I still get overwhelmed in the midst of joyful experiences.
1. Joy comes to us in moments--ordinary moment. We risk missing out on joy when we get too busy chasing down extraordinary.
Scarcity culture may keep us afraid of living small, ordinary lives, but when you talk to people who have survived great losses, it is clear that joy is not a constant. What people miss the most when losses occur are the ordinary moments, "If I could come downstairs one more time and see my husband sitting at that table reading the newspaper" or "If I could hear my son giggling in the backyard."
2. Be grateful for what you have.
When asking people who have survived tragedy how we can cultivate and show more compassion for people who are suffering, the answer was always the same. Don't shrink away from the joy of your child because I have lost mine.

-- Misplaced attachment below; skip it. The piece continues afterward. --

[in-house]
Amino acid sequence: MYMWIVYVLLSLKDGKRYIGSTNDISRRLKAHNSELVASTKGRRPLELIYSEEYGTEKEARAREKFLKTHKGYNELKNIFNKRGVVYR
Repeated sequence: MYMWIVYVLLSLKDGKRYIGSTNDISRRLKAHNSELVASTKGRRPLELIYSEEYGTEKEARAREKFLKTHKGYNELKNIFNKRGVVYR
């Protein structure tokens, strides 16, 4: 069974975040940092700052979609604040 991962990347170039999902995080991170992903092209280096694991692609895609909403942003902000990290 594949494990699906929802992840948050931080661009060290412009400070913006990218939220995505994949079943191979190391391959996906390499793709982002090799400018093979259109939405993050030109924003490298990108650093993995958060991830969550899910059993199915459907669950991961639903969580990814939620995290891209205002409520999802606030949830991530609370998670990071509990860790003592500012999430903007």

Don't take what you have for granted--celebrate it.
Don't apologize for what you have.
Be grateful for it and share your gratitude with others.
When you honor what you have, you are honoring what I have lost.
3. Don't squander joy.
We cannot prepare for tragedy and loss.
When we turn every opportunity to feel joy into a test drive for despair, we actually diminish our resilience. Yes, softening into joy is uncomfortable.
Yes, it is scary.
Yes, it is vulnerable.
But every time we allow ourselves to lean into joy, and give in to those moments, we build resilience and we cultivate hope. The joy becomes par of who we are, and when bad things happen--and they happen--we are stronger.
Brene Brown - Daring Greatly